5. Hindrance to development and lack of people’s interests in politics
Corruption makes the public reluctant to get involved in public issues. Corruption undermines the delivery of public services, slows economic growth and stunts development. The situation is so bad in the most corrupt countries that their populations endure insecurity, resource shortage, a weak and even absent state, poor infrastructures, declining health and low-quality education, retarded economic growth, lower foreign investments, etc. Corruption also lowers compliance with construction, environmental, or other regulations, reduces the quality of government services and infrastructure, and increases budgetary pressures on government. For a country to be a democracy, a minimum of public services is necessary. Without a good education, health and a measure of security, people’s participation in political debates is minimal.
6. Opportunism and authoritarianism
Transparency International argues corruption and social exclusion lead to popular disenchantment with traditional institutions. Citizens feel that the system is useless and think that the state is unable to address their main socio-economic concerns. The corrupted environment can create space for populist politicians. According to leading populism scholar, Jan-Werner Mueller, populist governance contains three main features: attempts to hijack established institutions, corruption and “mass clientelism”, and efforts to systematically suppress civil society. By claiming to derive authority directly from the people, they attempt to subvert democratic institutions that limit their power. Populists often taint their political competitors as a part of immoral corrupt elites. However, once in power, they often turn out to be more corrupt than the “elites” that they displaced. Some populist leaders who have come to power by capitalising on public disgust with corruption, ironically, now seek to undermine anti-corruption mechanisms and democratic institutions.
7. Risk of backsliding from democracy
Corruption undermines the popular belief in democracy as a credible governance system to regulate societal behaviours, conflicts and moral values. In the past two decades, we have witnessed democratic backsliding across the world, including in what were promising new democracies such as Turkey, Hungary and Poland. Of more than 60 countries which transitioned from an authoritarian rule to some form of democracy in the last quarter of the 20th century, half of them have seen their levels of democracy declined or even weakened; 21 of them have not made significant progress in their quality of democracy; five have declined from a classification of ‘free’ to ‘partly free’ while a further five have slid back to the authoritarian rule and are now rated as ‘not free’, according to Freedom House. Hence, corruption can lead to the failure of the democratic system and the takeover by the authoritarian rule or military coup.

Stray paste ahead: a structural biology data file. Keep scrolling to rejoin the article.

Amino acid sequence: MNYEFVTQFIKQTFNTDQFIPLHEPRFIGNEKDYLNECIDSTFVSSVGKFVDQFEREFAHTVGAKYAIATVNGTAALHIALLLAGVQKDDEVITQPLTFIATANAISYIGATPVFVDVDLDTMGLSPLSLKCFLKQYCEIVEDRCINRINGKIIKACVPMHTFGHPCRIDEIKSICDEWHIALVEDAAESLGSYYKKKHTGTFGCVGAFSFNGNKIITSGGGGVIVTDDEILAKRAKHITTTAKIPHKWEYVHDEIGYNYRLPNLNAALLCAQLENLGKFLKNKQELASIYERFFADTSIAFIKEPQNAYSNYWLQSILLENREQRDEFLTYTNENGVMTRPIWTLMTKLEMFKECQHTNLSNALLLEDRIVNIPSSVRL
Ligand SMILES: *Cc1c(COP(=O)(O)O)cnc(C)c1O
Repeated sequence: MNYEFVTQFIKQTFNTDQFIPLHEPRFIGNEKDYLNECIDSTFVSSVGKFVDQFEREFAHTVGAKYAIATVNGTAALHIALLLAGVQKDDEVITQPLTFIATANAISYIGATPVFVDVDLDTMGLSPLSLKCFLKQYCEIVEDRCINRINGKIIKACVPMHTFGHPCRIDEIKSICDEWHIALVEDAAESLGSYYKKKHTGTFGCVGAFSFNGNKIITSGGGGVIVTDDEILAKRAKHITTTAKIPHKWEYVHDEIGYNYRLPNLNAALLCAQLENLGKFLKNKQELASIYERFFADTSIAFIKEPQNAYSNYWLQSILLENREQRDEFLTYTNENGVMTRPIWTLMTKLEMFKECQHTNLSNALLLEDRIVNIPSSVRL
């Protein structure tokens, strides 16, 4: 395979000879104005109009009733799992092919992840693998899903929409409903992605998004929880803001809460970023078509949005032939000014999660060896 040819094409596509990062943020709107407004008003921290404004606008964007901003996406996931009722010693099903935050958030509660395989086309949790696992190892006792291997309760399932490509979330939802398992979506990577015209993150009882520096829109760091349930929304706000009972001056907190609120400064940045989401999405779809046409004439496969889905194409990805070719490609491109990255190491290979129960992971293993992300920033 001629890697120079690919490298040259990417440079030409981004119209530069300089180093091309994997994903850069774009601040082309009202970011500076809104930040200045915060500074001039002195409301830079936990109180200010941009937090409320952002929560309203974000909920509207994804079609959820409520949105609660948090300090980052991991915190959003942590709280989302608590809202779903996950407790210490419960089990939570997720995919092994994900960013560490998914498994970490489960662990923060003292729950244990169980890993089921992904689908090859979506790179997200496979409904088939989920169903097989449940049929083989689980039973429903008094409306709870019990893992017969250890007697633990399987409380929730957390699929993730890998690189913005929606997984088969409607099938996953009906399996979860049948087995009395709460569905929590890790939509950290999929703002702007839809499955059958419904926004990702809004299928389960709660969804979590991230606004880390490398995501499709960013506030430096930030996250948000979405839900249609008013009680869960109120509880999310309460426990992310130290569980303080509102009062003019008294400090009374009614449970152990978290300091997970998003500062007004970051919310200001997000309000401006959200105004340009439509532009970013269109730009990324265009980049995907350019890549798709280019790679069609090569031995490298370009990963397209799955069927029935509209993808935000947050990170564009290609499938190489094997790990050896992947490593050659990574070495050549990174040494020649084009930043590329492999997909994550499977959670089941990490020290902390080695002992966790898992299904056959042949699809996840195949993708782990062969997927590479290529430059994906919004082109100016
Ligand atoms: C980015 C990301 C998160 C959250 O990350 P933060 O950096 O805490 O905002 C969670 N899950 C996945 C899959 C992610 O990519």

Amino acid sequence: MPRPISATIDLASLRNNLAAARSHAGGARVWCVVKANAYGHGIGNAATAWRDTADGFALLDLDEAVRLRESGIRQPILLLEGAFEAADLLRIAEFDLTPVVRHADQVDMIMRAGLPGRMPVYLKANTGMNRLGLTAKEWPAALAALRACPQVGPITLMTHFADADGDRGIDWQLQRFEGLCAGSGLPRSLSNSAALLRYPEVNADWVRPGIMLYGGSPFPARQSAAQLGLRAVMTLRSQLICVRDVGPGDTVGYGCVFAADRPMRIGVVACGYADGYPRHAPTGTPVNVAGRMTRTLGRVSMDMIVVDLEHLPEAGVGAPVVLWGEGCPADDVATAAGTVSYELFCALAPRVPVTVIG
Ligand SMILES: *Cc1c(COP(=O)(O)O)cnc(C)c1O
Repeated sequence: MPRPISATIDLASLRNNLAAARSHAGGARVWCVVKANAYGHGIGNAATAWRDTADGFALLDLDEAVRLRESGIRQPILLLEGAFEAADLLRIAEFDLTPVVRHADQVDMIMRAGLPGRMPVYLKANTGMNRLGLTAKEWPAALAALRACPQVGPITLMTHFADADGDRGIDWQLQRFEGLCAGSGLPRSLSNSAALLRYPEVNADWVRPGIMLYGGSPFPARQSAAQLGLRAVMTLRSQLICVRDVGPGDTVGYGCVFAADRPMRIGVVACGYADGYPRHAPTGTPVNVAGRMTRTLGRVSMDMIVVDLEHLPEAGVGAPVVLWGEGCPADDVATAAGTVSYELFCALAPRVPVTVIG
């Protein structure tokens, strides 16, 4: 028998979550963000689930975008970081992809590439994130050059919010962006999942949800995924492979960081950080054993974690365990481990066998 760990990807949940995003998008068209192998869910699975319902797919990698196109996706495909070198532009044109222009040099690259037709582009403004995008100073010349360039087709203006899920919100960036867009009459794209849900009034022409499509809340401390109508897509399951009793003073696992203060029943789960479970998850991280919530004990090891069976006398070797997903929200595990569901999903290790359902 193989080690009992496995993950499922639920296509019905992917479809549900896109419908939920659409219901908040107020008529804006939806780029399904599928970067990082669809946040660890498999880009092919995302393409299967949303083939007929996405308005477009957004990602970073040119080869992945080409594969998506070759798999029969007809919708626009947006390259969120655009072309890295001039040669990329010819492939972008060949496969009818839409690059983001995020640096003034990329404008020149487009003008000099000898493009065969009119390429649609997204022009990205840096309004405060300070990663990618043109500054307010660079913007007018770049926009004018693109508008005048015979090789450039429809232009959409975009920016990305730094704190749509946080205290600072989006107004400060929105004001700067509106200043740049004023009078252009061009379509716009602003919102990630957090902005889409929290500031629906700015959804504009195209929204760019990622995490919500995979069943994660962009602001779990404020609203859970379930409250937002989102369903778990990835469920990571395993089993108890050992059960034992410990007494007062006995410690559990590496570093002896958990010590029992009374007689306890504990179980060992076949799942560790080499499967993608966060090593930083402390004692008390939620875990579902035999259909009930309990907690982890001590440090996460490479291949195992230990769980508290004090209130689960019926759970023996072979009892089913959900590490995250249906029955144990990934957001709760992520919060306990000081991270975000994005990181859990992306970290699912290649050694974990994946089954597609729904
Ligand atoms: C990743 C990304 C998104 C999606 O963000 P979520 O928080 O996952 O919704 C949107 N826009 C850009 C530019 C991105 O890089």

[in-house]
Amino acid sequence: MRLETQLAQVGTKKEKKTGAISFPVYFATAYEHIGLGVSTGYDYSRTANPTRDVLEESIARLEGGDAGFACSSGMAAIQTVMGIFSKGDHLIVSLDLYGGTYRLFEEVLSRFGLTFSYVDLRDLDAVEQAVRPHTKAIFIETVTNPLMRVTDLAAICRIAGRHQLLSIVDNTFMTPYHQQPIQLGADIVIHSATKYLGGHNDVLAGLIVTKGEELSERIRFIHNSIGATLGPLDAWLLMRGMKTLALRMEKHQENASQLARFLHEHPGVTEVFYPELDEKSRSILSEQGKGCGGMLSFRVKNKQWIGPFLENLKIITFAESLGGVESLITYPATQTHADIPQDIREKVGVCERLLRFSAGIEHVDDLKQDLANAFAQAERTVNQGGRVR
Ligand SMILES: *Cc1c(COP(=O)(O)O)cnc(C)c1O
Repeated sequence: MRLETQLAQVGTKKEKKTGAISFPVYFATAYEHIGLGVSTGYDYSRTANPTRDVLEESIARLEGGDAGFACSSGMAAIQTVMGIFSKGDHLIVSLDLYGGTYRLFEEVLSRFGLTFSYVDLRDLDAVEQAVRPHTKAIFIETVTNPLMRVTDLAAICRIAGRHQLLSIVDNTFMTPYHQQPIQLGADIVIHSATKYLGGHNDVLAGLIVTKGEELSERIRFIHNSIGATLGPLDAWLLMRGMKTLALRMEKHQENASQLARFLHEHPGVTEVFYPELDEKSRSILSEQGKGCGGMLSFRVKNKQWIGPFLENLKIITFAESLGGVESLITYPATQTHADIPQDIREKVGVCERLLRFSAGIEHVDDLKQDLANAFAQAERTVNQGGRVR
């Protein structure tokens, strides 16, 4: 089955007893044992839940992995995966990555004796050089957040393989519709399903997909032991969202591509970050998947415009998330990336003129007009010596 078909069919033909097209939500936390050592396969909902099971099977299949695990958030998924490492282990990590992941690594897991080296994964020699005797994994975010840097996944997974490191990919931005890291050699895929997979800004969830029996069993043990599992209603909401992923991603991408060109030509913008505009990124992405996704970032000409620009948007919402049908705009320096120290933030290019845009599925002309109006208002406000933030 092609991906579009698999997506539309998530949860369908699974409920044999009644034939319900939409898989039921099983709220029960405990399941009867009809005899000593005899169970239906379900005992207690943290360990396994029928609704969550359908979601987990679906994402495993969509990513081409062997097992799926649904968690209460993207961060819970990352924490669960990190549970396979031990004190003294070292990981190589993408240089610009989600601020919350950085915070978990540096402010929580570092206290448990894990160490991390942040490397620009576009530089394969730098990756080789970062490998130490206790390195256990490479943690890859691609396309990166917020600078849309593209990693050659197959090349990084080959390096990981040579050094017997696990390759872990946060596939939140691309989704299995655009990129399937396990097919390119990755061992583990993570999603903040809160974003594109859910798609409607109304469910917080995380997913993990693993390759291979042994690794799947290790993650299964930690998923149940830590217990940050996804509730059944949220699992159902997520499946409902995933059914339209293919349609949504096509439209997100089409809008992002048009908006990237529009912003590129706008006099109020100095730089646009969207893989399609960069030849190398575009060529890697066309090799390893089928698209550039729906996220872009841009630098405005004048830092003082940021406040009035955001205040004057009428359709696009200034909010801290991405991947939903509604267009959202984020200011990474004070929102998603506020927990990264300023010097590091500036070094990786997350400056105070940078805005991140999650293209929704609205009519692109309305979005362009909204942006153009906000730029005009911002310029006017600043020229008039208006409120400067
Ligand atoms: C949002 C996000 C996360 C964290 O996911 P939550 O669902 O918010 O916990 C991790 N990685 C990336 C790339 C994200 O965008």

8. Conflicts and social disorders
Corruption breeds instability, violence and extremism. As the systemic corruption erodes the credibility and legitimacy of, trust in and support for democratic constitutions, institutions and laws, it leads to citizens looking towards alternative governance systems to regulate their lives, whether religious and traditional fundamentalism, gangsterism and populism. Those marginalised because of corruption seek answers in violence, religious, ethnic and political extremism. We have enough evidence of systems overthrown by citizens outraged by extravagant levels of corruption. For instance, some years ago, almost half of Brazilians were in favour of restoring a military junta if corrupt politicians were not punished by the judiciary. Later, less than half of the country’s population believed that democracy to be preferable to any other form of government. This declining trust in institutions led Brazilians to consider their alternatives and they turned, in vast numbers, to Jair Bolsonaro, who had praised military rule.
Corruption is the biggest threat to the democratic system and culture. Therefore, necessary precautions and actions should be taken before the corrupt culture becomes normalised and institutionalised in our country. The most effective measure would be the development of the sense of integrity towards the nation and the public. Likewise, the creation of strong watchdogs such as the Commission for the Investigation of Abuse of Authority, Transparency International, and the National Human Rights Commission is crucial. Another measure that plays a vital role to check corruption would be security and awards to whistleblowers. Last but not the least, the appointment of the competent and honest candidates for public offices, and strict punishment to the corrupted leaders, officials, firms as well as institutions is the most for creating a corruption-free society.